“The kids would play with whatever they could get their hands on,” she says. One group played with a broken metal tube and even started swinging it like a sword. Two boys used their flip flops as rackets to play badminton. Although the children seemed happy, Ms. Rai felt that they deserved better. “Gambling shouldn’t just be part of the lifestyle of a wealthy and privileged kid. All children have the right to enjoy their childhood, ”he says.

Lack of adequate play areas in India inspired Anthill Creations

A few weeks after the orphanage visit, Rai began formulating a plan. He spoke with friends about raising funds to build affordable playgrounds; however, he wondered how to do it. One day, he had the idea of ​​using old tires as play equipment. After all, many were thrown away, so why not put them to good use?

In 2015, they built the first playground out of dozens of recycled tires, all inspected for safety and painted in vibrant colors. The following year, Anthill was born, and since then they have built nearly 300 play areas with the help of 800 volunteers. Most of the playgrounds the company creates have classic components such as swings, jungle gyms, and seesaws. They also build fun and unique tire sculptures such as cars, buildings, or animals, which makes the play areas attractive for children.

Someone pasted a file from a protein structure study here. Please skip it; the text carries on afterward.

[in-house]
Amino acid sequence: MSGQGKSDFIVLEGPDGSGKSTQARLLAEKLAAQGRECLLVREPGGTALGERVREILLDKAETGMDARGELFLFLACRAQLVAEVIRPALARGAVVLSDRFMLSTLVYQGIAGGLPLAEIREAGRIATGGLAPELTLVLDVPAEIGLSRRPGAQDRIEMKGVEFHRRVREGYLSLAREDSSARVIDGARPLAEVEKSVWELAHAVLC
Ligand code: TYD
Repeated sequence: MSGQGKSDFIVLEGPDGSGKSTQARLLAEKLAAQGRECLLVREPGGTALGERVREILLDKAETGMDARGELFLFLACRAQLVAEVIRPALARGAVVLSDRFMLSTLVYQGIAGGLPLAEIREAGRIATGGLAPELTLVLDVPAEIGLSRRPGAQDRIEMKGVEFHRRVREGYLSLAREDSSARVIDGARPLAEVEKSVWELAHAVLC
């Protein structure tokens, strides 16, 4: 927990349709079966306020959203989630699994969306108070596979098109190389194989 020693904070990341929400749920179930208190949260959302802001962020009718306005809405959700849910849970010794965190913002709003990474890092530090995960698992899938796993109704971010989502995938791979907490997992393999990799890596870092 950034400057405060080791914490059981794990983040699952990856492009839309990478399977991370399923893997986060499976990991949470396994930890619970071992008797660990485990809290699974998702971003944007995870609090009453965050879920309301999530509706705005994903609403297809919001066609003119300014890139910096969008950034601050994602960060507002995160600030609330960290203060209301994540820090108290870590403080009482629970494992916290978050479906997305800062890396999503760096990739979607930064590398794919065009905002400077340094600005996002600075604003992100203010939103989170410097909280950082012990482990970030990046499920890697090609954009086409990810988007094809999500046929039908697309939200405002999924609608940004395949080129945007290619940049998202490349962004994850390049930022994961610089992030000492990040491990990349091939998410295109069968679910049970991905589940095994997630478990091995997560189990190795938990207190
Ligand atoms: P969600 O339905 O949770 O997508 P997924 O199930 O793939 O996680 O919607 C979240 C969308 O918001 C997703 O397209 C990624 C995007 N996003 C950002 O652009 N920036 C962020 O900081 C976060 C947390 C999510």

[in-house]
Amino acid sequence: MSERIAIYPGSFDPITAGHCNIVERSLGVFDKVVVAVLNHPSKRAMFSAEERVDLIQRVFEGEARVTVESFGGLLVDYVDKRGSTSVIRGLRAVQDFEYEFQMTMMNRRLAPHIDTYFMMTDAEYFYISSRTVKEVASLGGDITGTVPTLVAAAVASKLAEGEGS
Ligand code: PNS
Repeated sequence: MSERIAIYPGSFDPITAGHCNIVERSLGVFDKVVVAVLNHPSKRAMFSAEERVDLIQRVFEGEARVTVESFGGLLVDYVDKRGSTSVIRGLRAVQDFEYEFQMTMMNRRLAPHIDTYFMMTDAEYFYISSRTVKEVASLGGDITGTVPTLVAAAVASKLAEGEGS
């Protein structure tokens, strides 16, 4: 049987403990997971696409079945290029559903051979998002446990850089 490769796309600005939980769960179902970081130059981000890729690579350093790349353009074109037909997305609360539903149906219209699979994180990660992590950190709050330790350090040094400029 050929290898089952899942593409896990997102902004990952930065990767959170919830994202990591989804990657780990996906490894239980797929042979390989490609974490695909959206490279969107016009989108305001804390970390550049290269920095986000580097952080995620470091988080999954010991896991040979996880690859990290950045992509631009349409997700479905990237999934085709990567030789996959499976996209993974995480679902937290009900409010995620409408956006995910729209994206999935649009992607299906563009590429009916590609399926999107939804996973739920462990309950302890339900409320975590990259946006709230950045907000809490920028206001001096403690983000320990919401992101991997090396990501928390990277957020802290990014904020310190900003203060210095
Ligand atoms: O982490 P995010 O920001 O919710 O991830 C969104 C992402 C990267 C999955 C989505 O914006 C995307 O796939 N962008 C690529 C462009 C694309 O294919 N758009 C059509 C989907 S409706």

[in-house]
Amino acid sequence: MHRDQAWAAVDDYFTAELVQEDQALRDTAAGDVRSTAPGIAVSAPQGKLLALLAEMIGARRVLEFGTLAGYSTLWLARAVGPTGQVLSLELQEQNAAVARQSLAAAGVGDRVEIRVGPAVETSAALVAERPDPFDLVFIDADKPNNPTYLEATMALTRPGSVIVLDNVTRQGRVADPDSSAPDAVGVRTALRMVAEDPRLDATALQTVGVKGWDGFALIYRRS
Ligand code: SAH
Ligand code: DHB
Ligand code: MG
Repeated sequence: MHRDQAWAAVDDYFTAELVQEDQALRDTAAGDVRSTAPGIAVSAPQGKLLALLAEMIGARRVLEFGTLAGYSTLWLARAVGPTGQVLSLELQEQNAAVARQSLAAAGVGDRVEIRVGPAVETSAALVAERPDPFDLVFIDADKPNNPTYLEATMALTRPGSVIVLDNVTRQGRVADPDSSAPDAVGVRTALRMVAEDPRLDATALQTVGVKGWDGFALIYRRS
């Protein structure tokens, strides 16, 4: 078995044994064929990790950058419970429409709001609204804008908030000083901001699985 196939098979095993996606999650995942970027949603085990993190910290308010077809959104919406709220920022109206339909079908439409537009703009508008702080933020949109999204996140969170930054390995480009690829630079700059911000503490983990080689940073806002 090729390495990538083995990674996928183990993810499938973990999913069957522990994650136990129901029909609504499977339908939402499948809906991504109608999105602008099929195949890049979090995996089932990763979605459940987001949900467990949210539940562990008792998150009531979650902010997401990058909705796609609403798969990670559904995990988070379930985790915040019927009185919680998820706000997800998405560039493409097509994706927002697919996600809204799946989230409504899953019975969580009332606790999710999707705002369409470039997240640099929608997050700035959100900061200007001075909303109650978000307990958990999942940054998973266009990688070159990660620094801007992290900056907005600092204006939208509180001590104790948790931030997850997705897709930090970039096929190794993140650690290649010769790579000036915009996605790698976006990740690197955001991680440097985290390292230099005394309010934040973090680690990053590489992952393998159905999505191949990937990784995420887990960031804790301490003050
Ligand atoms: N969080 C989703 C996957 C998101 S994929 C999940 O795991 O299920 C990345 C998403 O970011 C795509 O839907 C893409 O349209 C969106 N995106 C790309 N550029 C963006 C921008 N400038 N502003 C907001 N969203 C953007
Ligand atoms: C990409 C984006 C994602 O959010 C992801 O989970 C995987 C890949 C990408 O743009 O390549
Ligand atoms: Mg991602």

The team begins a project by collecting tires, which are cleaned and examined for safety hazards. They then paint them in various bright colors and drill holes to prevent rainwater from pooling inside. Rai makes sure to meet up with the kids to find out what they want on a playground.

After having all the materials and design ideas ready, they worked on a budget. A small playground costs around $ 800, and larger ones can be up to four times more expensive.

However, the nonprofit organization receives help from generous donors who sponsor most of the playgrounds. India is the first country to require corporations to donate part of their profits to charities. Therefore, Anthill helps schools connect with corporate fundraising partners for help with a playground.

Where they install play equipment for children

They build the playgrounds in schools as well as public parks and refugee camps. Volunteers get creative with the designs, creating animals and even boats out of tires.

One girl’s school in Bangalore even wanted a boxing ring and punching bags made of tires. While their teacher worried that they would get hurt, the girls insisted that they wanted the space to practice self-defense. In December 2019, the one-time request for a playground came true.

Photo credit: Anthill Creations | Facebook

Final thoughts on how a woman in India creates playgrounds for children out of old tires

The playgrounds that Rai and his team have created help illuminate the environment and children’s lives. They envisioned a safe and affordable way to build play areas so children could enjoy their youth. This vision came true and thousands of children have benefited from the charity.

“We often forget how vulnerable these growing years can be,” Rai said. CSM. “The right to play must be considered fundamental for the cognitive growth, physical and emotional well-being of a child; We believe that, in fact, it is a basic human right ”.